Jain SM. Treatment essentials and training for health care providers. Indian J Endocr Metab [serial online] 2015 [cited 2020 Feb 17];19, Suppl S1:22-3. Available from: http://www.ijem.in/text.asp?2015/19/7/22/155359


   Introduction Top


The lack of awareness among qualified health care providers (HCPs) is one of the biggest challenges for the management of patients with type 1 diabetes mellitus (T1DM) in India. One of the major issues faced by the HCPs is in transferring the right information to the patients and parents about T1DM. [1]

Major challenges faced by HCPs include lack of awareness about the disease among general physicians, inability to transfer this information to adults and children due to lack of motivation and interest, lack of appropriate treatment protocols, inadequate treatment structures, inadequate trained staff to deal with children with T1DM, lack of follow-up, and inadequate infrastructure to deal with emergency conditions (hypoglycemia and diabetic ketoacidosis) associated with T1DM. [1] Among these, inadequate trained staff is the greatest challenge faced for managing children with T1DM. Most of the educators in India are playing a role primarily of an insulin trainer, rather than a T1DM educator. [2]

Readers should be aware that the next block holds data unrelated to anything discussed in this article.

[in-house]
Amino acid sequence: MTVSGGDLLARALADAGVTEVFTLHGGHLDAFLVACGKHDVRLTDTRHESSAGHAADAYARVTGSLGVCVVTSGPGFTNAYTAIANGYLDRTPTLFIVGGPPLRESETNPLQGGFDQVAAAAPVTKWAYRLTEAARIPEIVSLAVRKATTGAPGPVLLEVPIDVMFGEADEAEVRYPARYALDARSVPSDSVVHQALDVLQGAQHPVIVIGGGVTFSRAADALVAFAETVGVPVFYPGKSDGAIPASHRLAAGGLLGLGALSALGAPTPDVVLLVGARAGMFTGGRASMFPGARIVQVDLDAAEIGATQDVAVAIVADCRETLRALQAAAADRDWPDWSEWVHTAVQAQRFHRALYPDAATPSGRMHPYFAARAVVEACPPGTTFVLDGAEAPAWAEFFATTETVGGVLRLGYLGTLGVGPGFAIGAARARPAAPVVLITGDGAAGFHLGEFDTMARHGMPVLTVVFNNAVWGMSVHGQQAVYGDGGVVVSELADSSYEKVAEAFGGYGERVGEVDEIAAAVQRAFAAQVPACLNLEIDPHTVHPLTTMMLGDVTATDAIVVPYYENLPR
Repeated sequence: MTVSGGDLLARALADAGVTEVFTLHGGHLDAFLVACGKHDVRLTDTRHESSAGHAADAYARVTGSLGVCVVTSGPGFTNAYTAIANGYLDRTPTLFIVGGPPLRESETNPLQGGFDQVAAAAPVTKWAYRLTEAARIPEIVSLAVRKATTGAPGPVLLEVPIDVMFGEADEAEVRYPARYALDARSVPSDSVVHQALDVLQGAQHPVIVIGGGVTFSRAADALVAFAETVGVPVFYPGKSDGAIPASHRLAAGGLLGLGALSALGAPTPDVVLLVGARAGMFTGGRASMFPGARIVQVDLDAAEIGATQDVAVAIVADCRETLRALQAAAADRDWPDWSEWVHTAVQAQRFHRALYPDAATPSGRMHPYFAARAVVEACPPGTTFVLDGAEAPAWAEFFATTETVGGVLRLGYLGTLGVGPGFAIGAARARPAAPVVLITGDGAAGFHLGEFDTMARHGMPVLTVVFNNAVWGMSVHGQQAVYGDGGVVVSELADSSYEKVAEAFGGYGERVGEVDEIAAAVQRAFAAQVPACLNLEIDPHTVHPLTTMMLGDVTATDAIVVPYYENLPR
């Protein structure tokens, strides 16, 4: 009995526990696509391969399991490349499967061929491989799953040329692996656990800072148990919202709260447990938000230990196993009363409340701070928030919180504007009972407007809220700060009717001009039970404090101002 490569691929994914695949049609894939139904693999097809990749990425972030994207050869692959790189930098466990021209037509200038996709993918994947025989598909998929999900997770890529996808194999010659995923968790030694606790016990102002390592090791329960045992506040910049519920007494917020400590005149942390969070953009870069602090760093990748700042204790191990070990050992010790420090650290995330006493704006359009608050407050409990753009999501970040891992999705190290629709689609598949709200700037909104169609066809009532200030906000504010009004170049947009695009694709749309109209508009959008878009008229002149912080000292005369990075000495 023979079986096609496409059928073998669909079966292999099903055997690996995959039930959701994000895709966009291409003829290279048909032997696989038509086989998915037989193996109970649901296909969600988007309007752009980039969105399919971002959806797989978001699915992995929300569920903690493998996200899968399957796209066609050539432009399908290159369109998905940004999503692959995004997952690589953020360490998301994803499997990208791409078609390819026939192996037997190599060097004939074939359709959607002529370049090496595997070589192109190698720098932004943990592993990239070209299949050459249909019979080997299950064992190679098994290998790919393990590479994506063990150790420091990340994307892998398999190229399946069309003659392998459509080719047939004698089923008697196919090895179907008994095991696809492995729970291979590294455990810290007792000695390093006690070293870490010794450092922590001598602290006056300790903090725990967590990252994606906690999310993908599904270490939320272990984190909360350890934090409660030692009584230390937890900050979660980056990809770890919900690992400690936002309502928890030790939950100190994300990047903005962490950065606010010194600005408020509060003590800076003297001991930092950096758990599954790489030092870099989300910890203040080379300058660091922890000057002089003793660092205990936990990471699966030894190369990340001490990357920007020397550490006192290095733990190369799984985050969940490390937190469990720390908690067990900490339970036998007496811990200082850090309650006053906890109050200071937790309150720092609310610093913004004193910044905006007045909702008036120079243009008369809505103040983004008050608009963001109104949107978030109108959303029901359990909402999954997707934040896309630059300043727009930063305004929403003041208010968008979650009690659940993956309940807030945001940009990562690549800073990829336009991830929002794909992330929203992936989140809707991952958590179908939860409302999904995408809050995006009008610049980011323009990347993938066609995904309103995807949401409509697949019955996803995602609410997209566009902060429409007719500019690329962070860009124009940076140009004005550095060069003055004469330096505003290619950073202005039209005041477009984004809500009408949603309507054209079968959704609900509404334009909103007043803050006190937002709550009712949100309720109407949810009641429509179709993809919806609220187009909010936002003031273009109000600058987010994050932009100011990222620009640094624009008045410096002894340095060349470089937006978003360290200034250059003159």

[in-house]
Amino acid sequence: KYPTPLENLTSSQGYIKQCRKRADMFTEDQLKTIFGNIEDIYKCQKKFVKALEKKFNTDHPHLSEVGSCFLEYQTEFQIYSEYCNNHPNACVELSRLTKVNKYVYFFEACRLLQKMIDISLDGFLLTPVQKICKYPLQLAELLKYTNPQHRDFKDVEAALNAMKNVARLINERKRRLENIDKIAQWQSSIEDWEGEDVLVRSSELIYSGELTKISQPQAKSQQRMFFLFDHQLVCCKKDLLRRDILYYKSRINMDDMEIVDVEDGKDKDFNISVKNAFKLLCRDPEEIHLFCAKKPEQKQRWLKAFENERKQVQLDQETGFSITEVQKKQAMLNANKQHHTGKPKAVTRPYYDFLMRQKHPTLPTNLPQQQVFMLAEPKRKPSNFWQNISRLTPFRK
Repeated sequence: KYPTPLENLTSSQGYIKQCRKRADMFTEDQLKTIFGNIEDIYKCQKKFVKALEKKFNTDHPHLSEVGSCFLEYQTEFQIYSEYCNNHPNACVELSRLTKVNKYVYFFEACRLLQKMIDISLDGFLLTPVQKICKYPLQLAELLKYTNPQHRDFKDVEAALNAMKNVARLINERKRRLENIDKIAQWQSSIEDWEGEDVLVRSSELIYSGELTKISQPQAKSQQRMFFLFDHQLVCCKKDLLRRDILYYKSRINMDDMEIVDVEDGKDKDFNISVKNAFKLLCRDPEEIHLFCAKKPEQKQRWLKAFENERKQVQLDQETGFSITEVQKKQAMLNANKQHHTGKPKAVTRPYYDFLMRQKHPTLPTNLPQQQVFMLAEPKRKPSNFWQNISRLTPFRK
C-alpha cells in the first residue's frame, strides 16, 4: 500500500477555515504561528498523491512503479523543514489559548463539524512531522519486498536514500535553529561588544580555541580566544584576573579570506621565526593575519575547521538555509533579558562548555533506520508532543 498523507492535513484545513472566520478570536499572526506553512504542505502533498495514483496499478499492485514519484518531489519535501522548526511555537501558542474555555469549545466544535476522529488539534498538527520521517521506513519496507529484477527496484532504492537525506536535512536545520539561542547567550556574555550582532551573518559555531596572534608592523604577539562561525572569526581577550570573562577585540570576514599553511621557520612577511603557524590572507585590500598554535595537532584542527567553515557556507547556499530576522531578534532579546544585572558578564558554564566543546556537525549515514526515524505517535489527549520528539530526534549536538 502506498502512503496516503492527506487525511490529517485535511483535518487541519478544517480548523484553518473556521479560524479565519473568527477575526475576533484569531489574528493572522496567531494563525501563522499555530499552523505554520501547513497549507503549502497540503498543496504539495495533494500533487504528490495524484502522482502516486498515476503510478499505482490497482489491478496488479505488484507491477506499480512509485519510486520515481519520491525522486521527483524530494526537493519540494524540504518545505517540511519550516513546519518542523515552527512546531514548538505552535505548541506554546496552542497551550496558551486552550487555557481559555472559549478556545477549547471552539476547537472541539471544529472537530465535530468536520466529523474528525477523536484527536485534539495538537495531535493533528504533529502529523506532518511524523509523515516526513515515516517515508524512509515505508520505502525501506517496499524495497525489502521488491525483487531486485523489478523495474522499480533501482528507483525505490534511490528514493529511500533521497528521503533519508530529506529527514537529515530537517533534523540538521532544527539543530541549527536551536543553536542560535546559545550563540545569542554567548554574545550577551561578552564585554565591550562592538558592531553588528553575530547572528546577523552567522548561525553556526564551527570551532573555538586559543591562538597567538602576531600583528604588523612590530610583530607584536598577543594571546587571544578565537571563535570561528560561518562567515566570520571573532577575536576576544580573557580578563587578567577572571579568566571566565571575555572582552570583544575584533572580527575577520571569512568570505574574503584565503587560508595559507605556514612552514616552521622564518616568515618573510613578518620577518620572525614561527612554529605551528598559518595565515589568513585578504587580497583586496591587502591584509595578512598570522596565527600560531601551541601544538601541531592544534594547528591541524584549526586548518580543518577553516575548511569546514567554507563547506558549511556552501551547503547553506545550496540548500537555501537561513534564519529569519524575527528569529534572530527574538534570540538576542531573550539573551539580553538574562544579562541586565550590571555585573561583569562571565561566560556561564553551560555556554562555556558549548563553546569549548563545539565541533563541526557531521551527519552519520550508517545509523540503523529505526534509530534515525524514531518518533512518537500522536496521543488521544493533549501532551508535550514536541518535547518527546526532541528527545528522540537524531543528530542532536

The changing diabetes in children (CDiC) program is helping in overcoming these challenges or barriers faced by HCPs by providing continuous training to HCPs through healthcare programs.